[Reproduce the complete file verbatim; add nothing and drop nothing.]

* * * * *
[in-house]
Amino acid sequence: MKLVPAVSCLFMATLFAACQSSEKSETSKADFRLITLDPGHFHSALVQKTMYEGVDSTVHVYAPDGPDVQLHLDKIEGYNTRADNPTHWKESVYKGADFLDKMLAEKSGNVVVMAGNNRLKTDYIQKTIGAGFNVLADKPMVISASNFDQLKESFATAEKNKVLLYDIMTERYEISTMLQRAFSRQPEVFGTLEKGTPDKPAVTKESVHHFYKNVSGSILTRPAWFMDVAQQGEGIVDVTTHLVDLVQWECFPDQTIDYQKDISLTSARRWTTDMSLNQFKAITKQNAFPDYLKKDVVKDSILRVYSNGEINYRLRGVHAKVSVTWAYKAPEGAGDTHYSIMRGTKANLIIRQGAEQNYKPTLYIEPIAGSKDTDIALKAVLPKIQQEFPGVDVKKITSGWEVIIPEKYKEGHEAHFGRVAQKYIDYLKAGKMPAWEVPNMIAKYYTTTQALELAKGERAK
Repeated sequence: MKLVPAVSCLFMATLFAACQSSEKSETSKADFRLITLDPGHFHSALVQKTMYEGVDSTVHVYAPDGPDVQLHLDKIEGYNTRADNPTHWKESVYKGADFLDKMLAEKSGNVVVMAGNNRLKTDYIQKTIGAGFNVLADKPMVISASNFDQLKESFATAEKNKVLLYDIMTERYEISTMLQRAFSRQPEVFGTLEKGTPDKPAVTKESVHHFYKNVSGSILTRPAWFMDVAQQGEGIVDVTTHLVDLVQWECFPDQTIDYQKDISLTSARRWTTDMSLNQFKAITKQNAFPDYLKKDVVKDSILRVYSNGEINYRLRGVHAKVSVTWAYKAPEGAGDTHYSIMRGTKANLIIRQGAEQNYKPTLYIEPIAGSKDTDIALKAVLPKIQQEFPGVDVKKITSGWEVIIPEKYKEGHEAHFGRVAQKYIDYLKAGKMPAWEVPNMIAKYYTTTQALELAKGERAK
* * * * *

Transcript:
[in-house]
Amino acid sequence: MKLVPAVSCLFMATLFAACQSSEKSETSKADFRLITLDPGHFHSALVQKTMYEGVDSTVHVYAPDGPDVQLHLDKIEGYNTRADNPTHWKESVYKGADFLDKMLAEKSGNVVVMAGNNRLKTDYIQKTIGAGFNVLADKPMVISASNFDQLKESFATAEKNKVLLYDIMTERYEISTMLQRAFSRQPEVFGTLEKGTPDKPAVTKESVHHFYKNVSGSILTRPAWFMDVAQQGEGIVDVTTHLVDLVQWECFPDQTIDYQKDISLTSARRWTTDMSLNQFKAITKQNAFPDYLKKDVVKDSILRVYSNGEINYRLRGVHAKVSVTWAYKAPEGAGDTHYSIMRGTKANLIIRQGAEQNYKPTLYIEPIAGSKDTDIALKAVLPKIQQEFPGVDVKKITSGWEVIIPEKYKEGHEAHFGRVAQKYIDYLKAGKMPAWEVPNMIAKYYTTTQALELAKGERAK
Repeated sequence: MKLVPAVSCLFMATLFAACQSSEKSETSKADFRLITLDPGHFHSALVQKTMYEGVDSTVHVYAPDGPDVQLHLDKIEGYNTRADNPTHWKESVYKGADFLDKMLAEKSGNVVVMAGNNRLKTDYIQKTIGAGFNVLADKPMVISASNFDQLKESFATAEKNKVLLYDIMTERYEISTMLQRAFSRQPEVFGTLEKGTPDKPAVTKESVHHFYKNVSGSILTRPAWFMDVAQQGEGIVDVTTHLVDLVQWECFPDQTIDYQKDISLTSARRWTTDMSLNQFKAITKQNAFPDYLKKDVVKDSILRVYSNGEINYRLRGVHAKVSVTWAYKAPEGAGDTHYSIMRGTKANLIIRQGAEQNYKPTLYIEPIAGSKDTDIALKAVLPKIQQEFPGVDVKKITSGWEVIIPEKYKEGHEAHFGRVAQKYIDYLKAGKMPAWEVPNMIAKYYTTTQALELAKGERAK